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DBL%20Hendrix%20small.png College chemistry, 1983

Derek Lowe The 2002 Model

Dbl%20new%20portrait%20B%26W.png After 10 years of blogging. . .

Derek Lowe, an Arkansan by birth, got his BA from Hendrix College and his PhD in organic chemistry from Duke before spending time in Germany on a Humboldt Fellowship on his post-doc. He's worked for several major pharmaceutical companies since 1989 on drug discovery projects against schizophrenia, Alzheimer's, diabetes, osteoporosis and other diseases. To contact Derek email him directly: Twitter: Dereklowe

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March 19, 2014

More Things Synthetic Chemists Hate

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Posted by Derek

I enjoyed this post over at Synthetic Remarks on "Five things synthetic chemists hate". And I agree; I hate all of 'em, too. Allow me to add a few to the list:

1. The Mysterious Starting Material. How many times have you looked through an experimental section only to see a synthesis start cold, from a non-commercial compound whose preparation isn't given, or even referenced? One that doesn't seem to have any foundation anywhere else in the literature, either? I think that this is a bit more common in the older literature, but it shouldn't be happening anywhere.

2. It Works on Benzaldehyde; What More Do You Want? What about those new method papers that include a wide, diverse array of examples showing how versatile the new reaction is - but when you look at the list, you realize that it's full of things like cyclohexanone, benzaldehyde. . .and then 4-methylcyclohexanone, p-fluorobenzaldehyde, and so on? Turns out that the reaction lands flat on its nose, stretched out on the sand if there's a basic amine within five hundred yards. But you have to find that out for yourself. It ain't in the text.

3. The Paper Chase. In these days of humungous supplementary info files, what excuse is there to write a paper where all the reactions use one particular reagent - and then send people back to your previous paper to learn how to make it? Sure, reference yourself. But don't march everyone back to a whole other experimental. Are authors getting some sort of nickel-a-page-view deal from the publishers now that I haven't heard about?

4. If I Don't See It, It Isn't There. When I review papers, one of the things I end up dinging people about, more than anything else, is the reluctance to cite relevant literature. In some cases, it's carelessness, but in others, well. . .everyone's seen papers that basically rework someone else's reaction without ever citing the original. And in these days of modern times, as the Firesign Theatre guys used to say, what excuse is there?

5. Subtle Is the Lord. Once in a while, you find an experimental writeup that makes you wrinkle your brow and wonder if someone's pulling your leg. The reaction gets run at -29 degrees C, for 10.46 hours, whereupon it's brought up to -9 and quenched with pH 7.94 buffer solution. That kind of thing. If you're going to put that Proustian level of detail in there, you'd better have a reason (Proust did). No one just stumbles into conditions like that - what happened when you ran your reaction like a normal human, instead of like Vladimir Nabokov on Adderall?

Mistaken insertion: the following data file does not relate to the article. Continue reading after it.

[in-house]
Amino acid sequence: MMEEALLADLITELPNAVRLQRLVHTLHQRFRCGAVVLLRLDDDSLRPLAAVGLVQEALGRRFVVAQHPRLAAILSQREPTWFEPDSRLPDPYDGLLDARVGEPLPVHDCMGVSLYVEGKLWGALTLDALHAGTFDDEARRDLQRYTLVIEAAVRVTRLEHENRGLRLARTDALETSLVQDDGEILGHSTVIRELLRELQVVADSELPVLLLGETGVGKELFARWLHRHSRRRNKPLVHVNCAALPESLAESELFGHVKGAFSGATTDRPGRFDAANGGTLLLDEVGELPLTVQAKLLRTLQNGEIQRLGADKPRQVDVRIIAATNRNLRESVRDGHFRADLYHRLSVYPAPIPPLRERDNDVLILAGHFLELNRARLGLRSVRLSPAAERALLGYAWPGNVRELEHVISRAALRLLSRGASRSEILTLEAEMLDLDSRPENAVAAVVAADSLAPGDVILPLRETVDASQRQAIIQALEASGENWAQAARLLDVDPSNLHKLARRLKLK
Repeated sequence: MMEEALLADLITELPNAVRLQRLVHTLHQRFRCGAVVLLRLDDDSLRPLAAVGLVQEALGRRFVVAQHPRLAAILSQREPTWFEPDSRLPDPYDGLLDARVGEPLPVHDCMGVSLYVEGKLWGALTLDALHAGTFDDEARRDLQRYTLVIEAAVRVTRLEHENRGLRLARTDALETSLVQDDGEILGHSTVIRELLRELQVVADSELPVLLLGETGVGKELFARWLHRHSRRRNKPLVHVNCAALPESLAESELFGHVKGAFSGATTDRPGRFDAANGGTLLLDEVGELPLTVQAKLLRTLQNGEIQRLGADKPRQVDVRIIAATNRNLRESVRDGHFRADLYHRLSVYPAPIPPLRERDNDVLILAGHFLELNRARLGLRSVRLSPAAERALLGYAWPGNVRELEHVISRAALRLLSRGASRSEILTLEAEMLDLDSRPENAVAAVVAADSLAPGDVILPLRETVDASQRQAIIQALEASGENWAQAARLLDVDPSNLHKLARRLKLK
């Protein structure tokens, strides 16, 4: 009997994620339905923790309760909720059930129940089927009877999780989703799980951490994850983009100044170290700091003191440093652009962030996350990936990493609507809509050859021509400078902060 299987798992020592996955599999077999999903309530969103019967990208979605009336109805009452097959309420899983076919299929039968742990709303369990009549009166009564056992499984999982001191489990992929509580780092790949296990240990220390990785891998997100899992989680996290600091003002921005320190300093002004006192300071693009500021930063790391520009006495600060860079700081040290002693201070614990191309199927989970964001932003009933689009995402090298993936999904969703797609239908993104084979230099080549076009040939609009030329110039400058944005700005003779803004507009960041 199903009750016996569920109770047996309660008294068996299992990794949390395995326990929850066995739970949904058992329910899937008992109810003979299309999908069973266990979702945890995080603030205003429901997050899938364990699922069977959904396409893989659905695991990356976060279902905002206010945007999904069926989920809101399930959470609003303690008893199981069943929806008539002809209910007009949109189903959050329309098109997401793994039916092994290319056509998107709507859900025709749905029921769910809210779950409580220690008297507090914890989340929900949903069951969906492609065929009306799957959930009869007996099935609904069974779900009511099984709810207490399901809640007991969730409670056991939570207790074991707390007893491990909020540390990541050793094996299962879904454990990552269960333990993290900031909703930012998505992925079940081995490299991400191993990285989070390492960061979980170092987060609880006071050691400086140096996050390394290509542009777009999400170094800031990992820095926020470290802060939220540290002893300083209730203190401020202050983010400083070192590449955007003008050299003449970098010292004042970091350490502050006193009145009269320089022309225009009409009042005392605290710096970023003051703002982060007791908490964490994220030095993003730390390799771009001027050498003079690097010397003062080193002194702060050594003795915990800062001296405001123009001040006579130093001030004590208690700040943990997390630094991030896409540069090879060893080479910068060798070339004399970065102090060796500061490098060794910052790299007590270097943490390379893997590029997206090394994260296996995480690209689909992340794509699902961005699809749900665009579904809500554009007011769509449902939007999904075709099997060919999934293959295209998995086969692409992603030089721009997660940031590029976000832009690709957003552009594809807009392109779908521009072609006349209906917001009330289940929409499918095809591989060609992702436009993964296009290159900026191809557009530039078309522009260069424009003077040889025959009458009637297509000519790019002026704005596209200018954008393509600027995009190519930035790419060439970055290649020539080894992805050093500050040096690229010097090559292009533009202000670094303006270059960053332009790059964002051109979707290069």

Comments (39) + TrackBacks (0) | Category: Chemical News | The Scientific Literature


1. Lyle Langley on March 19, 2014 7:29 AM writes...

Much like your #2 (sorry, really didn't mean it to sound like it reads...), back in the day when everyone and their brother were testing out catalysts using diethyl zinc additions to benzaldehyde. Boy could people get the additions to go in high yield and ee; but they wouldn't work on anything else. There for a while in the late '90s it seemed to be the rage (even in my group for a short time).

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2. Curt F. on March 19, 2014 7:43 AM writes...

I have quite a mixed mind on #4. Yes, science works better when authors are widely read and cite all appropriate literature. But if they don't? In that case are citations supposed to the reflect what actually influenced the authors (which would improve citations as a metric of researcher performance) or should the citations reflect all relevant literature the authors can find at the time of writing or review (which would improve things for readers)?

I've definitely been a reviewer who struggled to understand why paper wasn't citing an obvious reference ( and no not be one of my own) but I've also been an author confused by reviewer demands to cite papers that weren't high profile, were only tangentially related to my topic, and which I had never read before.

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3. dearieme on March 19, 2014 8:57 AM writes...

@Curt F: when a reviewer asks you to cite a paper by Roger F Pipeclencher et al, it's pretty tempting to reply "Certainly, Roger".

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4. Erebus on March 19, 2014 9:18 AM writes...

#1 is a commonplace annoyance in steroid synthesis. A lot of work on the steroid scaffold was done in the 'old days', and it's not uncommon to see a paper's 'synthesis' start from a very obscure compound, sometimes even secosteroids & similar open-ring compounds, without any information on how to get there in the first place.